Text me

Every form of communication precludes absolute knowledge. Text lacks. It is also important. In recounting how the emergence of experimental American dance was tied to changing ideals of the female body, Katherine Borland and Sheila Bock describe the period’s features of “initiating waves of movement from the torso, dancing barefoot, employing free movements of the entire body, and exploring light and three-dimensional space” (22). If the reader were able to see these actions, or to enlist mimesis and employ these descriptors in full-bodied motion, then doing so would offer additional information. Browning and Rebecca Bryant would suggest that an absence of evident action signifies a lack of vigorous comprehension. In synchronicity with Browning, Bryant notes the Turkish sensibility that emphasizes an “aesthetics of self” that “links virtue […] to practice” (233). But Bryant might also have argued, had she been an apprentice in prose or poetry, that text may also be part of an embodied practice. Text can be both a source of discovery of body–it is after all, the body that writes and reads–as well as for sharing elements of that discovery.

I welcome Diana Taylor’s disquiet over privileging of textual discourse over other forms of knowledge generation (xvi). We must use multiple tools for comprehension and communication. Movement and personhood can be inclusive of a range of responses. Scholars should not preclude themselves, however, from enlisting text as a method of understanding the sun’s colors or our body’s experience.

We must not treat the body as an object uniquely exempt from textual discourse just because the two words that complete this sentence are not in actuality une pipe. If we disallow interpretation of body experiences via language, then reflexively we prohibit the body from its own descriptive potential–concomitantly suggesting that a photograph could never tell a story. The body may be partially understood through text, just as gravitational waves may be described with language. Like the incomplete range of terms for colors available to portray the full swath of a Hawai’ian sunset, the body cannot be exclusively read as a text itself. If we accept that all language is metaphor, however, then we can include text as one method among a multiplicity of approaches towards understanding the self (Lakoff 4).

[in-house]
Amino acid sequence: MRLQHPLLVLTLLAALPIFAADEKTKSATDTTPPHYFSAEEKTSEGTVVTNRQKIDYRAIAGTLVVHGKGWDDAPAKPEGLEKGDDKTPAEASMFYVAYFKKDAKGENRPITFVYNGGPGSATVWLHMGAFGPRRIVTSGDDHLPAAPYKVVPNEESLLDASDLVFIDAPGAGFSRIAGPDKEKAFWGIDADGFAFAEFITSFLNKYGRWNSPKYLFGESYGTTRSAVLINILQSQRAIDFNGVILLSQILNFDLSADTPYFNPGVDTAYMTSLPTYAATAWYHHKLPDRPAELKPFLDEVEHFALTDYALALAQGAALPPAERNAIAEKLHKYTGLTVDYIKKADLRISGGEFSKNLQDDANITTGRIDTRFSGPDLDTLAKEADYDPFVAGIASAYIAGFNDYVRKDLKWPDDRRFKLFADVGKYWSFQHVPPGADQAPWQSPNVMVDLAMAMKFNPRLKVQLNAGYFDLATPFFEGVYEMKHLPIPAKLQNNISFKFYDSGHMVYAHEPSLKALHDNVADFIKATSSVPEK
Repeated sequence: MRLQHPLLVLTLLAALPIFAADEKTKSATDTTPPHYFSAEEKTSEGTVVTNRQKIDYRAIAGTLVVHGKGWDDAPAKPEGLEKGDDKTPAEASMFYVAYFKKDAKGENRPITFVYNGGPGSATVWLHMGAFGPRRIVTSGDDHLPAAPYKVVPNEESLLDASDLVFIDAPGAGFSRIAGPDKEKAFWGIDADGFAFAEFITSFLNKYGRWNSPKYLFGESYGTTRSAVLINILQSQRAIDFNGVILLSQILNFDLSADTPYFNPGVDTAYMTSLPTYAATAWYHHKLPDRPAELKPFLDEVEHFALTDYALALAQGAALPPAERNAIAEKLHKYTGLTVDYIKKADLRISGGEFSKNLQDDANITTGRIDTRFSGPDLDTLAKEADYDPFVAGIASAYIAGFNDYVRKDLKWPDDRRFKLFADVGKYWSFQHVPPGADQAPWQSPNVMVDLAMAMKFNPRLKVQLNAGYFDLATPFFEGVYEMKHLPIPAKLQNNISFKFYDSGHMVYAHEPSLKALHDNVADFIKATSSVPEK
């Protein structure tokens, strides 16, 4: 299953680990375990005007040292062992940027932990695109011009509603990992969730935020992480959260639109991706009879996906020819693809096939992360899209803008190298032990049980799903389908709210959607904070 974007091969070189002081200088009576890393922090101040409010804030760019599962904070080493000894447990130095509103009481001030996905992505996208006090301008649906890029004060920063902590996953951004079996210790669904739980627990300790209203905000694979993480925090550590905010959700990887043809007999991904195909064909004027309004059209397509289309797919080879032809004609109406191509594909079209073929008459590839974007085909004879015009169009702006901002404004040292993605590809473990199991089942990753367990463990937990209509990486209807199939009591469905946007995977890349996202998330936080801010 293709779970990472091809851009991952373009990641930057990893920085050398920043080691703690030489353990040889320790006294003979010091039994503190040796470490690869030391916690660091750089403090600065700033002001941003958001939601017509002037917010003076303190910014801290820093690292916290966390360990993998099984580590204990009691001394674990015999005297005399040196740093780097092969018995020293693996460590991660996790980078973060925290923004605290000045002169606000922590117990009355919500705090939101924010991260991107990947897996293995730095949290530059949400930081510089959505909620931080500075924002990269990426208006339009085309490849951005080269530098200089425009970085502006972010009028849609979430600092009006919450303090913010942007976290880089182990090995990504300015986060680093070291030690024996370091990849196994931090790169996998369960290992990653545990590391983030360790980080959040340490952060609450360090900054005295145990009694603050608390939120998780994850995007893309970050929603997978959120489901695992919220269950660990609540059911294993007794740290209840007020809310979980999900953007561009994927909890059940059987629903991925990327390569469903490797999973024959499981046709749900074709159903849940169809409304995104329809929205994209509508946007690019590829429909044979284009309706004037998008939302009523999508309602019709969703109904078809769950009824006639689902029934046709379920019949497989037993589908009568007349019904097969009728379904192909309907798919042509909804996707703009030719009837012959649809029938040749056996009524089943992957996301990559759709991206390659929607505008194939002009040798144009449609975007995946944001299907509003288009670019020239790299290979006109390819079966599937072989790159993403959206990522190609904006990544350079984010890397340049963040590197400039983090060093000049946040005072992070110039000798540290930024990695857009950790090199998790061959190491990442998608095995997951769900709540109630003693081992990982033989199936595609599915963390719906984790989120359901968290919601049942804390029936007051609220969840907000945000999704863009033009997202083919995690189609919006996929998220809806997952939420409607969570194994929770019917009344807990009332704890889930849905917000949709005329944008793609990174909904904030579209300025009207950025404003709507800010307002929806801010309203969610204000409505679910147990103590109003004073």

Questions about the function of text as investigation of personhood do not sincerely pose whether text is acceptable as a means of understanding the body, but rather ask whether text as interpretation of the body offers enough information. Barbara Browning may wish that we would learn to comprehend polymeters by actually dancing samba’s polyrhythms, but by nature of writing about samba’s polyrhythms she suggests the antithesis of her thesis (46). Text allows us to experience a particular flavor of knowledge. I once fainted upon reading a novel’s description of an assault. I embodied the text, and the words communicated information distinctive from a film of the event, a picture, or a real-time act. It may have taken more time to read the description then the quantity of seconds it described, but the words offered were potentially no less powerful than other means of presenting their content. We can both dance and write the body electric (Whitman).


Borland, Katherine and Sheila Bock. “Exotic Identities: Dance, Difference, and Self-Fashioning.” Journal of Folklore Research. 48, no. 1 (2011): 1-36. Print.

Browning, Barbara. “Samba: The Body Articulate,” in Bodies of the Text: Dance as Theory, Literature as Dance. Goellner, Ellen W. and Jacqueline Shea Murphy, eds. New Brunswick, NJ: Rutgers University Press, 1995.

Bryant, Rebecca. “The Soul Danced into the Body: Nation and Improvisation in Istanbul.”

“I Sing the Body Electric by Walt Whitman.” Poetry Foundation. Poetry Foundation. 16 February 2016. Web.

Lakoff, George, and Mark Johnson. “Metaphors We Live By.”Chicago: University of Chicago Press, 1980.

Taylor, Diana. The Archive and the Repertoire: Performing Cultural Memory in the Archives. Durham and London: Duke University Press, 2003.

writingAnna Massey